I know: electronic libraries can transcend national borders far, far more easily than the physical libraries can, and as author of a proposal for an electronic peace corps, I’m hardly against America’s sharing knowledge with others. Despite the headline in this post and a recent New York Times article, I do have some reservations against the use of a term like “digital library race” regardless of its crowd-pleasing potential. Libraries and universities at their best are inherently places of cooperation, no matter what the geography. If you survive because of a Beijing genius’s miracle cure for cancer, just how much time will you spend fretting that it came from overseas and worsened our balance of payments?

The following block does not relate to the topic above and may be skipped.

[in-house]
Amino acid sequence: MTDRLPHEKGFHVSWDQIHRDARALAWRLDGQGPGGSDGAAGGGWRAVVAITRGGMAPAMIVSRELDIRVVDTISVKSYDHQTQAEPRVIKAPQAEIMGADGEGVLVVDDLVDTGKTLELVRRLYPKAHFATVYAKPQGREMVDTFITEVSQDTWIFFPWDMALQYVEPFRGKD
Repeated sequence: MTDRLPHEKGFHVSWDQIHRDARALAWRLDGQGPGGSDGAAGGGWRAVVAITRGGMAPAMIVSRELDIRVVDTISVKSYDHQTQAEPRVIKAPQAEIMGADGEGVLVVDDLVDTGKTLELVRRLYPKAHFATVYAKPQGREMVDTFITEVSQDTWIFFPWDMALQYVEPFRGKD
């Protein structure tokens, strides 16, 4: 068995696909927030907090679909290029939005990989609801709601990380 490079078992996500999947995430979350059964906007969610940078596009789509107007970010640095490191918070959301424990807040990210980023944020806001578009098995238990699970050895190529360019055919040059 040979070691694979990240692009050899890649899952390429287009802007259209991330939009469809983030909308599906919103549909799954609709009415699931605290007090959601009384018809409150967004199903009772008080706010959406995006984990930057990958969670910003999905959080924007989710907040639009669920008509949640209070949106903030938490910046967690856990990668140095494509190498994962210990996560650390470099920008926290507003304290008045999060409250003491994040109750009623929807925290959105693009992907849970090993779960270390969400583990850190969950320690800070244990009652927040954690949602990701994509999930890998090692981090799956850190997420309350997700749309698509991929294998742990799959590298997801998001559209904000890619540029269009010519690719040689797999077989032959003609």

But our first responsibility should be to American citizens—hence, the need to integrate a national digital library system with existing U.S. institutions, not just let individuals here and elsewhere access the library directly, even though we should encourage that, too (within the limits of, say, copyright laws). Our schools should teach the library system. Teachers and librarians should teach the system to students and learn from them as well, given the impossibility of immediate and full mastery of all of the system’s facets. We can’t just reinvent American schools by encouraging the creation of larger or smaller institutions or tweaking their business models or formulas for teacher compensation or fixating on test scores. Rather we should also expand the range of books and other items meeting students’ exact needs and interests and urge them to follow their passions to the fullest, just as Homer Hickam and friends did in the October Sky movie (inspired by his book Rocket Boys). In the LibraryCity vision, this should be far from the only goal of a well-stocked national library system, but it should be the main one, since, as I’ve often noted, even high-level research institutions are working with the products of American high schools.